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Review

The Argyle Lagoon is a nature preserve and a dedicated scientific research area located on the opposite side of the sand spit that forms popular Jackson’s Beach Park. Despite its proximity to lots of recreational activity the preserve maintains the delicate ecology of an unusual tidal lagoon whose rarities are the minute plants and animals of the mudflats rather than the large and more obvious birds that you see congregating here.

While most of the lagoon, its mud banks, grass and rush borders, and channel are closed to public entry; there is a short trail that gives visitors the opportunity to walk along one margin of the lagoon. Sandy and littered with driftwood and shells the trail begins next to the public boat launch. This narrow secondary spit separates the lagoon from the small cove on the boat launch side. Quietly and slowly walking down this spit, you’ll have plenty of chances to see a wide variety of birds using this site. Long accustomed to human presence and lack of interference, you may be surprised at how close you will get to them before they take flight. Depending on the tides and resulting depth of water in the lagoon, the bird clientele changes dramatically. Large wading birds may share the spit with you during higher tides, yet when low tide reveals extensive mud flats; look for the battalions of smaller birds marching about. Depending on their species, body size, length and shape of bill, and digestive capability; they’ll seek out specific delicacies at different depths in the mud. While only the researchers of the Friday Harbor Labs are allowed to enter the lagoon area beyond this trail; you can see various markers and collectors strewn about indicating the active research being performed here.

Near the end of the trail is a small channel which coincidentally has an even smaller freshwater stream entering nearby. This channel is somewhat confusingly named Argyle Creek. Not actually a true creek, it is the point where tidal waters enter and exit the lagoon. Occasionally during these tidal transitions fish may be seen moving in or out of the lagoon. Despite its seeming vulnerability to the environment of the larger bay and the active presence of so much recreation, the lagoon maintains an unexpected tranquility which allows a wide range of wildlife to flourish.

The topography of this area has not always looked the way it does today. The high bluffs above and to the east of the lagoon, near where you entered the park, were formed of sand and gravel left by the receding glaciers of the last ice age. These have been the "feeder" bluffs that released sand as they eroded, providing the material that naturally formed the spit we call Jackson’s Beach. These extensive deposits have been mined over the years and the material shipped as far away as British Columbia. In the normal life of a sand spit, the open channel connecting the lagoon to the bay would jump about depending on storms, seasons, and changing currents. While this may be natural it doesn’t work well with public facilities so the spit has now been stabilized and a permanent paved road maintained down its length. Additionally the end of the spit at one time was actually an island. The tidal waters were once free to swirl about it exposing much more of the lagoon to the bay water. Now with road, spit and island connection all stabilized the lagoon has become a much more permanent feature, as have the park faculties.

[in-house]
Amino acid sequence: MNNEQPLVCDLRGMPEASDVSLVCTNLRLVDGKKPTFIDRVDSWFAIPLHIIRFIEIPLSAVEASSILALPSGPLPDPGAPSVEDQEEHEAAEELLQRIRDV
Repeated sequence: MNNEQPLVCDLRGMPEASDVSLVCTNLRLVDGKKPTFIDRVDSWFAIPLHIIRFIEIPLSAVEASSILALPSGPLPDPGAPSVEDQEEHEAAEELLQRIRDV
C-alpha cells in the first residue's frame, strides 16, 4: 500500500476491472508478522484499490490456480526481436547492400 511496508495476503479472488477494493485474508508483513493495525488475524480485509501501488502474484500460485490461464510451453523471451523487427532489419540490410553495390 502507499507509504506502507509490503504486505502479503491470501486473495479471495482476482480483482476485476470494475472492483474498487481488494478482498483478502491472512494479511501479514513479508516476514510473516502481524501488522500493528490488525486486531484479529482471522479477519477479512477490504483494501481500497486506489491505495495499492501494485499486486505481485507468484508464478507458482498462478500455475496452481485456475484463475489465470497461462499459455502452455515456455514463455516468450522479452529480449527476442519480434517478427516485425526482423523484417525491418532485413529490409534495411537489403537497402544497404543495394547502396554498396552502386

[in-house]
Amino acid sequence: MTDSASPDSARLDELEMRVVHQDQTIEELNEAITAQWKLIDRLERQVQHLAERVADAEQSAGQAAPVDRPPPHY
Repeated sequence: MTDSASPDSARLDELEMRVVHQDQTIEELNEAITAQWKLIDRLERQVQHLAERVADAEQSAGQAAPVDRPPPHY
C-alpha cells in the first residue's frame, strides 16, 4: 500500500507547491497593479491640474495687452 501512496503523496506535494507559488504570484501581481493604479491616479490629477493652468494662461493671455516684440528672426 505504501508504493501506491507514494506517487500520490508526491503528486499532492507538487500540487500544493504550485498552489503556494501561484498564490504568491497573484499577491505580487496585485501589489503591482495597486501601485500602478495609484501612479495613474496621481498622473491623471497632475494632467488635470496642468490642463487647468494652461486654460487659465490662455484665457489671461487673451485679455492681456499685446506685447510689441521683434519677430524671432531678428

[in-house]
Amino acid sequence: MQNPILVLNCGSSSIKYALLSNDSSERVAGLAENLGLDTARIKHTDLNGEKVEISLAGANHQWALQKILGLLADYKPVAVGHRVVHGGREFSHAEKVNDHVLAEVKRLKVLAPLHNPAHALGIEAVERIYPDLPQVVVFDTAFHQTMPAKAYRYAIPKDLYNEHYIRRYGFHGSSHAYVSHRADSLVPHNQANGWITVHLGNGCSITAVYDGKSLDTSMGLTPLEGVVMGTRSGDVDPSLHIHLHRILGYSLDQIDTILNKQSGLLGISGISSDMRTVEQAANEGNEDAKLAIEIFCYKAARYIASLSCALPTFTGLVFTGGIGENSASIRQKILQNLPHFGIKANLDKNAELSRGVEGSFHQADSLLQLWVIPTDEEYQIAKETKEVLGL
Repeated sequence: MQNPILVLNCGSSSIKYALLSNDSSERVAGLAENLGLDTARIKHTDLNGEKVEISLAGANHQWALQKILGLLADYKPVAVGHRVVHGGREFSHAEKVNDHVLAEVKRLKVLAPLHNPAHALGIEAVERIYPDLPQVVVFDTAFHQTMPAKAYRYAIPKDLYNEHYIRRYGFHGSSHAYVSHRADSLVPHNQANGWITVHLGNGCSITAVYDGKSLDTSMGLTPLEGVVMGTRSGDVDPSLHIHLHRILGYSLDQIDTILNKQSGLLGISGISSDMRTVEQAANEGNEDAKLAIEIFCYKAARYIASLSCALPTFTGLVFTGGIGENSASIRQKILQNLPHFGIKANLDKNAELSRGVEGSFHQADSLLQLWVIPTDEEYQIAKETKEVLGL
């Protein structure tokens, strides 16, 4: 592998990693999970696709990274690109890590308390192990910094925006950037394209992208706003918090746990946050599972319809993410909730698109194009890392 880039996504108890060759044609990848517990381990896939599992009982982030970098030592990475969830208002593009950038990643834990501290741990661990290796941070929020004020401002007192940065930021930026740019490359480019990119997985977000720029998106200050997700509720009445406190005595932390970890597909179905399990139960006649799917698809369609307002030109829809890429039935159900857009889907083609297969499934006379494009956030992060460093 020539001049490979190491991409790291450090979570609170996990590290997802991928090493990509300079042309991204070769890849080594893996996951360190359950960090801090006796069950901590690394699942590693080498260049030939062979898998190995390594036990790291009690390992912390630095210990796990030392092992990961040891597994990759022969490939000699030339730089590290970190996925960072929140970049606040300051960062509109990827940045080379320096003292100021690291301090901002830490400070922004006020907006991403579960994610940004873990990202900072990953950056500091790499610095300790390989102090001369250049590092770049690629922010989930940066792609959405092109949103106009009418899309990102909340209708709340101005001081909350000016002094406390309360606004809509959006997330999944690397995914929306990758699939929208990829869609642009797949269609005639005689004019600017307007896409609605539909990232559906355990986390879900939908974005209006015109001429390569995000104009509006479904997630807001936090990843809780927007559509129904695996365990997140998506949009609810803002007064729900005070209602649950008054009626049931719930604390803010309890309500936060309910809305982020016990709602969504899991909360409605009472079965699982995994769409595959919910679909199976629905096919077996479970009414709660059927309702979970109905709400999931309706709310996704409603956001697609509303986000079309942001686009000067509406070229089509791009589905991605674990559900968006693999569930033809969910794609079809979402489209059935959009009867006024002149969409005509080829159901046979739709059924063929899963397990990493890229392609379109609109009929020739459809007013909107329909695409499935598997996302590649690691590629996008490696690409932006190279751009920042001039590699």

Remember when visiting the lagoon to help protect its natural state. Pets must not be allowed to enter the lagoon area and care should be taken not to leave any food scraps or litter. With the noisy fun filled beach park only feet away, why not enjoy sharing a few moments of peace and quiet with nature.
Written By: Bud Hardwick
On: 10/15/2009

Directions

Follow the scenic loop for Jackson’s Beach (see article this website) or: from Friday Harbor ferry landing, follow Spring Street a short distance to Argyle Ave. Turn left on Argyle and drive ¾ mile before making another left turn onto Pear Point Road. Follow this road about a half mile to the Jackson’s Beach Park entrance on your right.

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